Rock Star Robbery

The band Chevelle tells Unfair Park it isn't likely to play Dallas any time soon. Apparently, we have a rep as the city in which gear gets gone.
Keep Dallas Observer Free
I Support
  • Local
  • Community
  • Journalism
  • logo

Support the independent voice of Dallas and help keep the future of Dallas Observer free.

Dallas doesn’t have a crime problem. Dallas has a music problem. That is, we relieve the piper of his pipe. We loot the lutes from minstrels. You lean more towards a-pickin’ and a-grinnin’? We’ll pinch your pick and fence your grin. And so forth.

Which brings us to the Dallas drama last week involving the Chicago-based band Chevelle. Chevelle’s music can be described as heavy on the gritty kilowatts, or, as their Web site says, “bruising and propelled by angry, stomping grooves.” That’s why, when their equipment trailer was swiped from the parking lot of the Clarion Dallas Park Central hotel at roughly 11 a.m. last Wednesday, their what-the-fucks were barely audible. But that’s Dallas, it seems.

“Being robbed is part of touring,” says drummer Sam Loeffler from a recording studio in Chicago. But the sting goes deeper this time: The thiefs made off with more than $220,000 worth of gear, including two custom Paul Reed Smith guitars, one made especially for Chevelle guitarist Pete Loeffler (Sam’s brother). “We literally had nothing. We didn’t have a drum stick, a guitar or a pick.”

The poaching came after Chevelle did a show at Fort Worth’s Ridglea Theater. The band had a day off before they rolled on to Lubbock, and they decided to stop off in Dallas and get their motor coach engine repaired. The driver unhooked the trailer from the bus and left it in the parking lot. From then on it was attended -- until about 10:45 p.m., when someone took their eye off the hitch ball. Within that 15-minute window, the trailer vanished.

Loeffler says they expected the police to put out an all-points bulletin (like Hawaii Five-O maybe?) to intercept the KZ Cargo trailer. After all, it weighed more than five tons, and whoever had it wouldn’t be moving very fast. The police didn’t. Instead they spent an hour in the Clarion parking lot filling out a report.

“I’m a little frustrated with the police,” Loeffler says. “I understand that they’re busy. But are you telling me that people get over $200,000 worth of stuff stolen here every single day? This isn’t a priority? It’s a little frightening that there’s that much crime there.” Even more frustrating: two days later, says Loeffler, a DPD detective called to inform him that their trailer was never entered into the police database as stolen property because the Illinois DMV told DPD that it had expired license plates (it didn’t, Loeffler says). Oops. Maybe its time to modernize crime fighting here.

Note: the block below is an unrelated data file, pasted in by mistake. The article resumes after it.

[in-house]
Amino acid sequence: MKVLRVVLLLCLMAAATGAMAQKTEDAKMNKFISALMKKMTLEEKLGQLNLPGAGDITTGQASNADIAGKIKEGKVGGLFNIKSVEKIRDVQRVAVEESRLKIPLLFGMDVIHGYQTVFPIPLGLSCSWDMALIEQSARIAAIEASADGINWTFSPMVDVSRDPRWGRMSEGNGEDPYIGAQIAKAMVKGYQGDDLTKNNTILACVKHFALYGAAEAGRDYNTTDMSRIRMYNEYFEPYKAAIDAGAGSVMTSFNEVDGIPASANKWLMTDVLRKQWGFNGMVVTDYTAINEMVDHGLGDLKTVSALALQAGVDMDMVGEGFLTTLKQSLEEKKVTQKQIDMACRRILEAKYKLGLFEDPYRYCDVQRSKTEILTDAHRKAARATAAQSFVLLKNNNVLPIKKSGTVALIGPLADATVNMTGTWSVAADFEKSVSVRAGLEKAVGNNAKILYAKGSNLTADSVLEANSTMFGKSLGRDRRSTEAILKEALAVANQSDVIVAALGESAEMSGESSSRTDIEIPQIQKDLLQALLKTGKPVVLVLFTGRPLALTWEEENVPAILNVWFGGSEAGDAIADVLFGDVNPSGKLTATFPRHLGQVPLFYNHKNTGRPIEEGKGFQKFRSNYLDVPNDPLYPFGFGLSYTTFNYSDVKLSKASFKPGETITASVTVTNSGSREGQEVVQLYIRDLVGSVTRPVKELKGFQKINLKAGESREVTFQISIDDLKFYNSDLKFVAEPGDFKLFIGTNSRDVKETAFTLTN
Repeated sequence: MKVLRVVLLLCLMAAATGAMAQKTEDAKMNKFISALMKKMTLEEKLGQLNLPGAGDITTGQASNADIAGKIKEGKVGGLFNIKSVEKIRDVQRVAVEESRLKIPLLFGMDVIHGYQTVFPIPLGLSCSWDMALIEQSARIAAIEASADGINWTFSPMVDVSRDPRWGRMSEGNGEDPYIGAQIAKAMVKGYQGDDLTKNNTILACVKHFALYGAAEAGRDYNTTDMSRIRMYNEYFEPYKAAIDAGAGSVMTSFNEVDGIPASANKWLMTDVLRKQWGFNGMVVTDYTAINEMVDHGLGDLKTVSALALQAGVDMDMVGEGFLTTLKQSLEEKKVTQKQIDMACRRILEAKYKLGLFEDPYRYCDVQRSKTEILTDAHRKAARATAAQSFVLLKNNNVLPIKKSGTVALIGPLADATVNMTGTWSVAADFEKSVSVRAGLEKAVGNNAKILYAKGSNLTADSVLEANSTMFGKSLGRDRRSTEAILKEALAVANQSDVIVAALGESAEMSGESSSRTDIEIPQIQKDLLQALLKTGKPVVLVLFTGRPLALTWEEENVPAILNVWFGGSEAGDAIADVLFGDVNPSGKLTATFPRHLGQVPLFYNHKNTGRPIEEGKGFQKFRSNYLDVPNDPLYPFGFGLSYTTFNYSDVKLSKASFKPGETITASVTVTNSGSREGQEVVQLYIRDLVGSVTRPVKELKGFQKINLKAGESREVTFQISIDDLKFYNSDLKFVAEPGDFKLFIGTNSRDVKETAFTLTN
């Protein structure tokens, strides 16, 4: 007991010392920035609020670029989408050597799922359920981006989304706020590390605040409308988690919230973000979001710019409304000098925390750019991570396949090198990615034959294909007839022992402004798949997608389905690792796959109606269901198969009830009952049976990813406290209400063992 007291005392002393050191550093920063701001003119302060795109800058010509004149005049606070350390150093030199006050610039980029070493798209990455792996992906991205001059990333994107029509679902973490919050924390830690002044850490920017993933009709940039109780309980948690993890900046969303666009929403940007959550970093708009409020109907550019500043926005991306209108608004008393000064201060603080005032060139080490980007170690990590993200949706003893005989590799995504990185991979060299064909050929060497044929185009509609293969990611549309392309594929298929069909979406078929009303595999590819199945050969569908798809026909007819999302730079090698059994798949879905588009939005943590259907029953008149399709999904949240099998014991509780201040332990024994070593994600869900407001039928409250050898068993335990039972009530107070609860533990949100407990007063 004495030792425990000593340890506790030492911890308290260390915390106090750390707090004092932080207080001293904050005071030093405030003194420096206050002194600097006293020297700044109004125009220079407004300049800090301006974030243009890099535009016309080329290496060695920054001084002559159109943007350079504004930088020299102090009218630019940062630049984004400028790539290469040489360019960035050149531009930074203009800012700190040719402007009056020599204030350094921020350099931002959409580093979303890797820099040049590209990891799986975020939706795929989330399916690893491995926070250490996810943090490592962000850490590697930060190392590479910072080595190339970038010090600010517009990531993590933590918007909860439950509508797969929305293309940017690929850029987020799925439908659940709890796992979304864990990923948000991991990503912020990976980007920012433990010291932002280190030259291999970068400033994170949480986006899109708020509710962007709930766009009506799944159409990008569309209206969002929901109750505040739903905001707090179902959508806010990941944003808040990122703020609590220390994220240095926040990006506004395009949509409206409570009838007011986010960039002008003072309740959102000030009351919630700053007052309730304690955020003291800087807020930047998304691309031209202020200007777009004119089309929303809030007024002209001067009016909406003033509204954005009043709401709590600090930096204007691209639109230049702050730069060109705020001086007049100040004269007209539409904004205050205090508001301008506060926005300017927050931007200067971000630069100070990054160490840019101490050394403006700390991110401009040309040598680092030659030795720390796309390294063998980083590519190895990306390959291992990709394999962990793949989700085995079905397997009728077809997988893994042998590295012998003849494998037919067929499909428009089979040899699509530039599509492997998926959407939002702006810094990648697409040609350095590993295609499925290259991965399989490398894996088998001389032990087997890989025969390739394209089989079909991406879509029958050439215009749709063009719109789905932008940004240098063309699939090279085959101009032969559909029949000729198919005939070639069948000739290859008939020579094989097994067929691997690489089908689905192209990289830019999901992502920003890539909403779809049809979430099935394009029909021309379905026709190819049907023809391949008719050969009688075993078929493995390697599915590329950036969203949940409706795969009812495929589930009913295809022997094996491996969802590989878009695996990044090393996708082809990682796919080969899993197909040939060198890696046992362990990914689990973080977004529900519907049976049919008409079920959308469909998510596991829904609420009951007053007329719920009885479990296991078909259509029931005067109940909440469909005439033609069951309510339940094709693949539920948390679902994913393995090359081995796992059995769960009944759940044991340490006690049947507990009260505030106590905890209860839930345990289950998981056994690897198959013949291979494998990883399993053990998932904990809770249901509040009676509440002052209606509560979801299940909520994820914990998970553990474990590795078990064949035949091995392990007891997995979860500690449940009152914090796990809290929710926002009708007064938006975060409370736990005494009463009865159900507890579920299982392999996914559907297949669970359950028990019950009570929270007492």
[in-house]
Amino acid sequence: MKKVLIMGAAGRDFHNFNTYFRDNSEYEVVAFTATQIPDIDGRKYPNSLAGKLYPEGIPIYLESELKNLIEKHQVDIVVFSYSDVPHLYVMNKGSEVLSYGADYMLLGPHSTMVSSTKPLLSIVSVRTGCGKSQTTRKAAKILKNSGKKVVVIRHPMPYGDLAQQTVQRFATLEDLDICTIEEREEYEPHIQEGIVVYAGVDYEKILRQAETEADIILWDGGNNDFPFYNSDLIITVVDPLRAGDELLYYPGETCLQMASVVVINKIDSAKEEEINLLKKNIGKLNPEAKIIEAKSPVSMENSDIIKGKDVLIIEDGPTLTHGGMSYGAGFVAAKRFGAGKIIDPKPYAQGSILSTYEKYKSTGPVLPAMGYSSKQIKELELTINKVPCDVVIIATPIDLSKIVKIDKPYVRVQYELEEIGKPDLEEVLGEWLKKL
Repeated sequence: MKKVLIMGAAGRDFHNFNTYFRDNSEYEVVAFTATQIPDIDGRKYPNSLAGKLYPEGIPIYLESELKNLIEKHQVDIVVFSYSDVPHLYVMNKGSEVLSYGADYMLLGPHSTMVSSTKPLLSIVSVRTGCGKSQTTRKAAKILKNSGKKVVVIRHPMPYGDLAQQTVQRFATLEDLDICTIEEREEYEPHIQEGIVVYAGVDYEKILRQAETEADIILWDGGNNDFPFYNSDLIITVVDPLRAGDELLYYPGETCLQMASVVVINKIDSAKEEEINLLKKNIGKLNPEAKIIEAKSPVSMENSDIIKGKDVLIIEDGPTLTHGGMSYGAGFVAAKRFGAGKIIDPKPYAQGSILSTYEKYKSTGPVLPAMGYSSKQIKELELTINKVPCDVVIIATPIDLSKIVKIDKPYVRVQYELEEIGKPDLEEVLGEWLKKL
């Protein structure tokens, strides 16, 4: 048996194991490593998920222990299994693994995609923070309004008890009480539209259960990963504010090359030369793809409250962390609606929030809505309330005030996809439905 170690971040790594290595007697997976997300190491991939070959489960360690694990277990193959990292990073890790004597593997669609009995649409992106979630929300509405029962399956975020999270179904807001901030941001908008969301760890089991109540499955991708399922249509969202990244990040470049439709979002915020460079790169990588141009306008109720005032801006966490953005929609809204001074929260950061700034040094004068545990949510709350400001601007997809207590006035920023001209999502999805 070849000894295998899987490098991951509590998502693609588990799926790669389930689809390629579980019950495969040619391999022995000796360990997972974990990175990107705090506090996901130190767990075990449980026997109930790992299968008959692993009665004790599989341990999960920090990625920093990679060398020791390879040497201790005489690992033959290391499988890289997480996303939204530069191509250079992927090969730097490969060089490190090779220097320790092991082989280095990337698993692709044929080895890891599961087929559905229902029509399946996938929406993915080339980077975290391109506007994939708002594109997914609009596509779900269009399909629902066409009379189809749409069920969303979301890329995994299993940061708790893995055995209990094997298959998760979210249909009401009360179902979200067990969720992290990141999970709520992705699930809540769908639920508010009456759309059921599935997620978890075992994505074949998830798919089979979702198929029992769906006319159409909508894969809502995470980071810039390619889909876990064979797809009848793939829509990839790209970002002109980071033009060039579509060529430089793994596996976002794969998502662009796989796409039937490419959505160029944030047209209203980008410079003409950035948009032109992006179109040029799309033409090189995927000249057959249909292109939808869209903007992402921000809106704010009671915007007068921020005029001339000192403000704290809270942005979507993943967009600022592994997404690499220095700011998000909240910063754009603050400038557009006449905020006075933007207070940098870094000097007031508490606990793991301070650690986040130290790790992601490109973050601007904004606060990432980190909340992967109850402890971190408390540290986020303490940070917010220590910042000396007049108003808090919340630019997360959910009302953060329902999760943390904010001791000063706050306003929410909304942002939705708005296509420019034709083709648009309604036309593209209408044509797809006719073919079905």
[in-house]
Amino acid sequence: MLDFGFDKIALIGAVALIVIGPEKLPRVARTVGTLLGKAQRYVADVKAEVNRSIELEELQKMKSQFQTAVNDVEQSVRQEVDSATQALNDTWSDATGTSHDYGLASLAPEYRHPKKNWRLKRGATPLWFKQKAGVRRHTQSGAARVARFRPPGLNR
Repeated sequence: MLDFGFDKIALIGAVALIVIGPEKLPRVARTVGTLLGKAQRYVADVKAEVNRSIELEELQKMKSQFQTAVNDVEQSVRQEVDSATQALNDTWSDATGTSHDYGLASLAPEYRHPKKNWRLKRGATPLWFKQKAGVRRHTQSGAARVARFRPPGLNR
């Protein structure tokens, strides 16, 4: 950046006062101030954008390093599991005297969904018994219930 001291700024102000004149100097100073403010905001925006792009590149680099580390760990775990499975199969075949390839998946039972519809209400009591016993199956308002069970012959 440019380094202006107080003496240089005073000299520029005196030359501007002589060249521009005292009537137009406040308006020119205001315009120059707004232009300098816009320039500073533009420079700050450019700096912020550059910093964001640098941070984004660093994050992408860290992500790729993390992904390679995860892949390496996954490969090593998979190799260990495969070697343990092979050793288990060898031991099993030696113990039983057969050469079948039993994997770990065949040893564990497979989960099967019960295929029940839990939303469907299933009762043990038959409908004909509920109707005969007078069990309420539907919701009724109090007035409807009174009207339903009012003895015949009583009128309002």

Since then the band has had to deal with a backlash. Two Texas radio stations pulled Chevelle music from their playlists because the band didn’t show up for their shows. Loeffler wouldn’t say which stations -- don’t want to piss off the program directors -- but they were due to play Lubbock, Amarillo, Odessa and Austin just after Fort Worth.

Chevelle is taking flak from fans too. “People are writing to us saying things like, ‘You guys are a bunch of pussies for complaining about this…you’re just a bunch of whining millionaire rock stars,’” he says. “`Why don’t you just buy new gear?’ First of all, I’m not a millionaire. Second of all, when you get ripped off, what are you supposed to do -- just let people take it?”

Formed in 1995, Chevelle has sold close to 3 million CDS through six releases. They’ll resume their tour promoting their latest album Vena Sera in Urbana, Illinois on Thursday.

Is Dallas among the tour dates? Maybe next time.

“As of right now, we know of 10 bands in the last six months that have been robbed just in Dallas alone,” Loeffler says. “I mean, while we were standing in the stinking parking lot for the five hours that we were there at the Clarion, two cars got broken into.” I smell another bruising, stomping groove. --Mark Stuertz'

Keep the Dallas Observer Free... Since we started the Dallas Observer, it has been defined as the free, independent voice of Dallas, and we would like to keep it that way. Offering our readers free access to incisive coverage of local news, food and culture. Producing stories on everything from political scandals to the hottest new bands, with gutsy reporting, stylish writing, and staffers who've won everything from the Society of Professional Journalists' Sigma Delta Chi feature-writing award to the Casey Medal for Meritorious Journalism. But with local journalism's existence under siege and advertising revenue setbacks having a larger impact, it is important now more than ever for us to rally support behind funding our local journalism. You can help by participating in our "I Support" membership program, allowing us to keep covering Dallas with no paywalls.

We use cookies to collect and analyze information on site performance and usage, and to enhance and customize content and advertisements. By clicking 'X' or continuing to use the site, you agree to allow cookies to be placed. To find out more, visit our cookies policy and our privacy policy.


Join the Observer community and help support independent local journalism in Dallas.


Join the Observer community and help support independent local journalism in Dallas.